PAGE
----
We don’t know what sort of algorithm the twitter-bot uses. Nobody does.
After the shock wore off, I realized how hilarious it was. You see, this means is that one of us has completely convinced twitter that this profile is Pat Rothfuss.
And I think this is awesome.
A lot of people have taken this to mean that the contest is over. That it’s spoiled. But nothing could be further from the truth.
The fact is, the only information the twitter-bot has access to is circumstantial. It’s deciding based off the tweets themselves. The friends added. The links linked. I dunno. Maybe the picture, too?
It’s making a judgement based on those things. The same information you have access to.
All this really means is that the twitter-bot has decided to cast its vote early in our contest.
You can trust it if you want. It seems pretty sure of itself.
But personally, I’d like to think that my readers are more independent than that.
In fact, one of my favorite things about the contest so far is watching people declare their allegiance, sometimes just due to a turn of phrase:
Or a piece of punctuation:
Some folks are just having fun with it:
I see folks planting their flags, then sometimes spinning 180 with such force that you’d be amazed they don’t break their own necks.
Here’s one of my favorites:
I love this. These guys are fucking *into* it. They are using their vasty human intellect to crack this puzzle.
This is the very essence of a #BeautifulGame.
So… yeah. If you want to pick a profile based exclusively on what some computer algorithm thinks. That’s your choice. But honestly? I’m a little sad for you….
- Other ways to screw yourselves by being too clever.
I know a lot of you are game players. Probably excellent game players. And if you like my books, odds are that you have at least a passing interest in looking for hidden clues.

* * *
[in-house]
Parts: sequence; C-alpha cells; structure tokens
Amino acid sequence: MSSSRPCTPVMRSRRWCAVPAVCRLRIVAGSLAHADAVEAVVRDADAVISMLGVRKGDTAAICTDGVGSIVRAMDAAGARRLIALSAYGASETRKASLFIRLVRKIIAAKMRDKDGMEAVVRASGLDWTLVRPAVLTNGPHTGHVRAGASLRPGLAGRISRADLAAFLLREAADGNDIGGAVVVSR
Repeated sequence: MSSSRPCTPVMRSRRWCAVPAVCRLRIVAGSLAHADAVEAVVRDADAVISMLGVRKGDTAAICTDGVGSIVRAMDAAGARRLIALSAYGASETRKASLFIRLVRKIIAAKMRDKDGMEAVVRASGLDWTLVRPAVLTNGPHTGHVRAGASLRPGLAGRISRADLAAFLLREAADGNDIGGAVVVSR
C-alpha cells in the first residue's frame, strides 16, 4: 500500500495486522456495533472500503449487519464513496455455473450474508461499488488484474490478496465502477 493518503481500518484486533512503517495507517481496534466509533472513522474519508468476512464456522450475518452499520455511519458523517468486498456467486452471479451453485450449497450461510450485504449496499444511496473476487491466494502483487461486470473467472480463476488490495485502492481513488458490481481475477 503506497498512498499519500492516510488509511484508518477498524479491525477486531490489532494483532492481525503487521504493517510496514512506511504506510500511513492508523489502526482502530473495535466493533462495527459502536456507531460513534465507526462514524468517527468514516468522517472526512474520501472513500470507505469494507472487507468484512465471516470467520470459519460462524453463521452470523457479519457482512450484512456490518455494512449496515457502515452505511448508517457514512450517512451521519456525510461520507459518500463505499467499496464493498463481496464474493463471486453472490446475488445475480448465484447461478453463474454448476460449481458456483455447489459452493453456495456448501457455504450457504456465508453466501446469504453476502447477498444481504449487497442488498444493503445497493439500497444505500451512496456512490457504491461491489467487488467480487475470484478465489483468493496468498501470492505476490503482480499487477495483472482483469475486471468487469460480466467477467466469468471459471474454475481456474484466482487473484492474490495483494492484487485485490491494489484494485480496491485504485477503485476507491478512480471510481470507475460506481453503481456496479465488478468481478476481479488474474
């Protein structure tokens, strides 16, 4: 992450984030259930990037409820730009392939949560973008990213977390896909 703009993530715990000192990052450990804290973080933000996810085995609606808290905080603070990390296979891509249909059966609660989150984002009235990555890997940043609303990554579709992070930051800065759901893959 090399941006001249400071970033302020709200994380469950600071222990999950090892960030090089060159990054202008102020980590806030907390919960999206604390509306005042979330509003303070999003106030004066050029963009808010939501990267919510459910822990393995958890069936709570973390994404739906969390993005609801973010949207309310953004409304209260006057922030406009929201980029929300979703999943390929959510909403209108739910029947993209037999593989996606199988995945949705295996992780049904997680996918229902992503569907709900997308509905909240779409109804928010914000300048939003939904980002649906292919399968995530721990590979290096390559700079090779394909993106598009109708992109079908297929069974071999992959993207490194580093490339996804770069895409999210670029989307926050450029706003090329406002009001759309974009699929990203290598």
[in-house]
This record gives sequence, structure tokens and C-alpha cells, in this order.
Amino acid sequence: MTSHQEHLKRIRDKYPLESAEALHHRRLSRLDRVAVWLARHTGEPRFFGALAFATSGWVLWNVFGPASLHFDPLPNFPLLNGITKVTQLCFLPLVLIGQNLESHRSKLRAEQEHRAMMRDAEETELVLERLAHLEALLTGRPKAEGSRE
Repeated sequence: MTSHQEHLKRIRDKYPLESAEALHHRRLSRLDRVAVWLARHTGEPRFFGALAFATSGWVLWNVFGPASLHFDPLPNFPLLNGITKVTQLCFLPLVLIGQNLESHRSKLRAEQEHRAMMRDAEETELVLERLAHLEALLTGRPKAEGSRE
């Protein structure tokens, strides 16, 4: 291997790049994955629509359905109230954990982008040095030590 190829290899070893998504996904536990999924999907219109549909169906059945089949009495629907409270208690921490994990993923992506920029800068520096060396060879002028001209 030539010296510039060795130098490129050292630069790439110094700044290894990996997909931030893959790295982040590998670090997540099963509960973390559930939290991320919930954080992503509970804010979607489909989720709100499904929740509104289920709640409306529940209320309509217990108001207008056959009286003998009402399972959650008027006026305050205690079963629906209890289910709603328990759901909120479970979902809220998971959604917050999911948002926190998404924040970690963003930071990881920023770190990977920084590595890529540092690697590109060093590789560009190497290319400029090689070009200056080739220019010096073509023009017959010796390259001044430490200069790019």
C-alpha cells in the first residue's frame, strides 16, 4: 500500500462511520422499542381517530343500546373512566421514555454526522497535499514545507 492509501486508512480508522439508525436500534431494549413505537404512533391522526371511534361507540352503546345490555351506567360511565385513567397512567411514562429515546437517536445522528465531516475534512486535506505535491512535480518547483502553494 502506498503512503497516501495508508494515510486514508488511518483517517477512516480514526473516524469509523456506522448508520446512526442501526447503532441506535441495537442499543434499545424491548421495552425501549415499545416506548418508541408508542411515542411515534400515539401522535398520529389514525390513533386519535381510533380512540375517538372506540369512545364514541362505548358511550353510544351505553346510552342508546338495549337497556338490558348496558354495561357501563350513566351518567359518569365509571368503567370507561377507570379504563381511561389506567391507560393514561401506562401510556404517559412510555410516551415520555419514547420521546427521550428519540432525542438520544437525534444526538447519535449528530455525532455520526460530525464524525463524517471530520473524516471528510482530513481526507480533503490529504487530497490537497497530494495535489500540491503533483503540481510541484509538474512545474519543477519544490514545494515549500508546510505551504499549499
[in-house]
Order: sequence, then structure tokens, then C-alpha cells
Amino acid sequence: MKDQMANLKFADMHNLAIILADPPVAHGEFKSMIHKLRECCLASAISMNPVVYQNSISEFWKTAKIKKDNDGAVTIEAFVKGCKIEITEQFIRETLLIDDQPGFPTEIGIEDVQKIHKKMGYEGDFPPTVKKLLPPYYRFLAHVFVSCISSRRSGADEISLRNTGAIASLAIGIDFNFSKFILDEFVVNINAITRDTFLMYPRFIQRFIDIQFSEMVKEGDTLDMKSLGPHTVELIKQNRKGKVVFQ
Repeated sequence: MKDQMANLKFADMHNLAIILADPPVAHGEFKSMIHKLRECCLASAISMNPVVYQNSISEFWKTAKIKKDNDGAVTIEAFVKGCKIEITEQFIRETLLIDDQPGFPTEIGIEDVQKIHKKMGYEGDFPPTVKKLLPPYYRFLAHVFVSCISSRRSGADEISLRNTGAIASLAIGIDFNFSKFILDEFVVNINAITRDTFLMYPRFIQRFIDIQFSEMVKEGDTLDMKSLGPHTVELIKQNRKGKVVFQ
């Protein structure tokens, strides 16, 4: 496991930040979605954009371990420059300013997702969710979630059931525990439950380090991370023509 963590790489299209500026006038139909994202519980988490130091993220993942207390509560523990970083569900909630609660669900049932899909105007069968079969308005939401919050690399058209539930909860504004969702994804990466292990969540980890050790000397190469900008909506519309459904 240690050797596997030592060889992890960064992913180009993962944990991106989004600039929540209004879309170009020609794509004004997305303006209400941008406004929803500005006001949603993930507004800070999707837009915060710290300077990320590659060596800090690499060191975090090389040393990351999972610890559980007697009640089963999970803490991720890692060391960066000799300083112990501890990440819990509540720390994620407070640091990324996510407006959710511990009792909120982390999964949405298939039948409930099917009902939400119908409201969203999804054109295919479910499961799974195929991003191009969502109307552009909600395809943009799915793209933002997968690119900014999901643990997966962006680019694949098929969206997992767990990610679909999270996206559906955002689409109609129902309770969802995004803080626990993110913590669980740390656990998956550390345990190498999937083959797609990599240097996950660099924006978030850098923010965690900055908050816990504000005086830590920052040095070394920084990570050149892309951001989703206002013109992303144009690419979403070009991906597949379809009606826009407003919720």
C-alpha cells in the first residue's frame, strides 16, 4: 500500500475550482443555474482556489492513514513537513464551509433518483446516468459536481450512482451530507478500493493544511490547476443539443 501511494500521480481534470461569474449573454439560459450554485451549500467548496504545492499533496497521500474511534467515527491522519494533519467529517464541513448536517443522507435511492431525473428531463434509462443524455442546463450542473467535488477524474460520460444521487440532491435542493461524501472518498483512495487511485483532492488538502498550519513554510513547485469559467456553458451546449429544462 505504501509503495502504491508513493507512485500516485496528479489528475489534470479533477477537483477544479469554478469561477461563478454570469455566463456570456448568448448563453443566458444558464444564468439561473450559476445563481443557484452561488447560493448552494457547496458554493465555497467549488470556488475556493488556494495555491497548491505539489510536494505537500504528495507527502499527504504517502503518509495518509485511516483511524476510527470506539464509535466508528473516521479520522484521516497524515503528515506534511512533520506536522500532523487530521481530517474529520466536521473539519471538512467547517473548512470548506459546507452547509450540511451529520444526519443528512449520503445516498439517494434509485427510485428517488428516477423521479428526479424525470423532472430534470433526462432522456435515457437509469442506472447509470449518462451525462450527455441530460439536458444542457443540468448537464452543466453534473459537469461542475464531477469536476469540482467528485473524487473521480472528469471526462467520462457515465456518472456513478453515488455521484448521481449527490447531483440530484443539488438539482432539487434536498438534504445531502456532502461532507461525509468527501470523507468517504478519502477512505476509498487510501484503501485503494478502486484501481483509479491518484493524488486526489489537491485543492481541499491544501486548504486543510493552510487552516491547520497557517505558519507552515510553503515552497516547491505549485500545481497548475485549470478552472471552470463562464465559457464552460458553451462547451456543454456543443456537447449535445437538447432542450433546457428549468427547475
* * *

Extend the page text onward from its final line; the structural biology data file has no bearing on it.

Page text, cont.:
So when I put this contest together, I knew I had to thwart those tendencies. For example, if you try to guess based on what device different profiles are twittering from? You’re probably going to be wrong. Why? Because one of the requirements for all the players is that they tweet from all manner of different platforms and devices.
Also, you should be aware that some of the profiles started this game with 5000-6000 more followers than others. In the year the profiles sat around, some collected 6-7 thousand followers. Others only collected 1-2 thousand.
So if you look at a profile and think, “Wow, this one has 4000 more followers, obviously that’s the one pat would pick to use as his own.” or “Wow, this is the one pat would pick because this twitter name is more like something he’d want.” you’re kinda screwing yourself.
First, because you’re missing the main point of the contest, to see who’s best at being me.
And second, you’re screwing yourself because when we assigned these profiles, we pulled names out of a hat for each one. They’re deliciously random.